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There she goes again—meaning Compassion (Hemlock Society) and Choices head Barbara Coombs Lee—pushing the baloney that assisted suicide is only about preventing unalieviable suffering for the terminally ill. Worse, she engages in irresponsible demogoguery about proper care of dying patients. From her Huffington Post article:

Let’s be clear. The policies on end-of-life decisions in every state except Oregon, Washington and Montana are merciless and irrational. Dying patients are abandoned to their agonies and any talk of assistance in their dying occurs in hushed, confused tones. A decent society must do better.
Well, that’s not only fear mongering of the worst kind, but it is also a slander to the good work of hospice professionals, who most definitely do not abandon patients “to their agonies.” Moreover, it completely glosses over the important public policy reasons for resisting legalized assisted suicide as well as the real experience of Oregon, touted by Coombs Lee in other venues, where patients commit assisted suicide for reasons such as worries about being a burden, fear of losing dignity, or worries about losing the ability to engage in enjoyable activities. These are important existential issues that often require professional intervention to alleviate. But assisted suicide interferes with that process, and hence, proper hospice care, by definition. And, in fact, patients receive lethal prescriptions in Oregon who are not experiencing significant symptoms.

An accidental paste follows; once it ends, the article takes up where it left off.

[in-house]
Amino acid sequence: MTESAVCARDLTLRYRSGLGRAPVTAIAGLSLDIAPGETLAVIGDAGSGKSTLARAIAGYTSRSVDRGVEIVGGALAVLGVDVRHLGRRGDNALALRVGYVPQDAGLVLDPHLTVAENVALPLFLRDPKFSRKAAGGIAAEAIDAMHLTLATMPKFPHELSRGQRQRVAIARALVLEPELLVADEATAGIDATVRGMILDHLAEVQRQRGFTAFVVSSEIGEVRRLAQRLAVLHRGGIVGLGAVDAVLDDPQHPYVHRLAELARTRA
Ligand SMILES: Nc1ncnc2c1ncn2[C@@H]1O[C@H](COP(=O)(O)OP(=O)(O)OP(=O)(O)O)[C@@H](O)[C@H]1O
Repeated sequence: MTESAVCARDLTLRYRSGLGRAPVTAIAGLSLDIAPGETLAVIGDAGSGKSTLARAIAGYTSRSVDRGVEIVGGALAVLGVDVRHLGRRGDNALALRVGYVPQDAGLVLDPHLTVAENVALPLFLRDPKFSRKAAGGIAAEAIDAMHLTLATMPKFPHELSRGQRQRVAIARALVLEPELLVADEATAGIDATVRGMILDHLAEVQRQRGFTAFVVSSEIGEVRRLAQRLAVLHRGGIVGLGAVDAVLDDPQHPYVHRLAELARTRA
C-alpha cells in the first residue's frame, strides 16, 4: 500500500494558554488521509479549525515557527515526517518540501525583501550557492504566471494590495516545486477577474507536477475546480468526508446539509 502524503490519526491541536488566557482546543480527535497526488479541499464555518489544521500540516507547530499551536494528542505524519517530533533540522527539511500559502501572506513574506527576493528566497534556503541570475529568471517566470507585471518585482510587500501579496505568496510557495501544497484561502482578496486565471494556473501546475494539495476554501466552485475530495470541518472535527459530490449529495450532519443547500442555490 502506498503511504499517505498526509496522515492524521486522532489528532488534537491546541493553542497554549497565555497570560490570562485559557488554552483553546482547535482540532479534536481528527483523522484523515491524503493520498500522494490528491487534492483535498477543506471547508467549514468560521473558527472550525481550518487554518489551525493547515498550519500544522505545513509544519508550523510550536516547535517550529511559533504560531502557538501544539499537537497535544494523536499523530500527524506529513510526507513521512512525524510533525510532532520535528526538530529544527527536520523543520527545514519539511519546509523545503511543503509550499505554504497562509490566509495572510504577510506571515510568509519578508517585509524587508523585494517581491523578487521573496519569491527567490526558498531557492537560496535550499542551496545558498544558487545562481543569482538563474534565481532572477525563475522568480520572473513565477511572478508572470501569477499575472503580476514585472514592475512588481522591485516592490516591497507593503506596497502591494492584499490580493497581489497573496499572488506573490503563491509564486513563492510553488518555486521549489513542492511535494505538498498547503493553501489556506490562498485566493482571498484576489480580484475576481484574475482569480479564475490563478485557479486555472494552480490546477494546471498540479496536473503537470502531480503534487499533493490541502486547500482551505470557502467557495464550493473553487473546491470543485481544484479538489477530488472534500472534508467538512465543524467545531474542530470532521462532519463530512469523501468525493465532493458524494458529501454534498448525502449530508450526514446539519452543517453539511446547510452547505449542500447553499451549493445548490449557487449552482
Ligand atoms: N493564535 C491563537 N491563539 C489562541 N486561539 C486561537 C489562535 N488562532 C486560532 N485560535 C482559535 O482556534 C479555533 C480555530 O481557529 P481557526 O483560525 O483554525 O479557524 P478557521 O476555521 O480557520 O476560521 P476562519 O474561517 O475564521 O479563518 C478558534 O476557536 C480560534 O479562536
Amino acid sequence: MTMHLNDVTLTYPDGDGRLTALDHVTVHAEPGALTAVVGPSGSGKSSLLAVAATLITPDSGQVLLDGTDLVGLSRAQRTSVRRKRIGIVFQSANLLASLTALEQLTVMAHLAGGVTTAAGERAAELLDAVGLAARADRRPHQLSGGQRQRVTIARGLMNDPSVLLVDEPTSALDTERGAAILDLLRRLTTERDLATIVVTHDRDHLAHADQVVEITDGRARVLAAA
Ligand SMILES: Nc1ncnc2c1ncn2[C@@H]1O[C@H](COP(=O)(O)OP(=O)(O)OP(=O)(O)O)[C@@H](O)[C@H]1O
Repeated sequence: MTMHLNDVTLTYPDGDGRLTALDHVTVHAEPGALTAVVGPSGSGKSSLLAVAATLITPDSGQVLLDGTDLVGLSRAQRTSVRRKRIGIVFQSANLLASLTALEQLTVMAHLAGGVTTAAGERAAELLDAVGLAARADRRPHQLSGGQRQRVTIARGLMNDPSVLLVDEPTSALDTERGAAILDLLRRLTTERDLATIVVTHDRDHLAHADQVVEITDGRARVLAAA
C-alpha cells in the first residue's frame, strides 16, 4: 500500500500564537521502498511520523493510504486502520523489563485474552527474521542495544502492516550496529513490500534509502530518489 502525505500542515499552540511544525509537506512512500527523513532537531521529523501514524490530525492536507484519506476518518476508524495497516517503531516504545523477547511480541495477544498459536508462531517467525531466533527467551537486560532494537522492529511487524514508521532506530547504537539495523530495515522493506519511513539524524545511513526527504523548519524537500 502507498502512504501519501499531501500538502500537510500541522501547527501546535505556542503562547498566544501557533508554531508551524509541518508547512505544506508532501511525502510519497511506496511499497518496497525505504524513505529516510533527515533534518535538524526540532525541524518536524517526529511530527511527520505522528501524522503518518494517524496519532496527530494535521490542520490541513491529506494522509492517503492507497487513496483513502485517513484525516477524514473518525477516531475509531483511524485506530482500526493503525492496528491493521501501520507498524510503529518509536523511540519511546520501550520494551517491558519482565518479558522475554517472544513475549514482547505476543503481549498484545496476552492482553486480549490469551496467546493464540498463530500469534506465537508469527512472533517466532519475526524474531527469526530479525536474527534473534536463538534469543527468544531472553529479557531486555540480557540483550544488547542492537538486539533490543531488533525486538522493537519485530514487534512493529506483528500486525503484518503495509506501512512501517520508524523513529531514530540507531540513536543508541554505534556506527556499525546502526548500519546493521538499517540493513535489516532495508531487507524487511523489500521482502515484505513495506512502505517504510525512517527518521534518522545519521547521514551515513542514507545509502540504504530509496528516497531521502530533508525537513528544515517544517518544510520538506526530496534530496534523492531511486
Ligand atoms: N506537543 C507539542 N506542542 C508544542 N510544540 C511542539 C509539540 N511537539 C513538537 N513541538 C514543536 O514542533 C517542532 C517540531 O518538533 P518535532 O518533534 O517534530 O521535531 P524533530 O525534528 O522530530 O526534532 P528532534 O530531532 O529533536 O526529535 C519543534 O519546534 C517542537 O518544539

Plus, C and C believes that unbearable agony is whatever the patient says it is, meaning that there are no principled standards in this regard that can apply. Plus, the Oregon guidelines are often not followed, as exposed by Kathleen Foley, the country’s most prominent palliative care physician, and psychiatrist Herbert Hendin, an expert on suicide prevention. Plus, about Montana, which Coombs Lee also mentions, C and C’s Kathryn Tucker has opposed the state enacting many of the very guidelines that Coombs Lee claims protect patients in Oregon and Washington.

This piece is a defensive one that seeks to put some distance between C and C and Final Exit Network, due to the recent arrests. It might work, but it shouldn’t. It is worth noting that Coombs Lee never condemns FEN in her article. More to the point, FEN is as mainstream in assisted suicide advocacy as is Compassion and Choices. Where they really differ is in tactics. In this regard, Coombs Lee has the more cagey approach, I think, but FEN the more honest.

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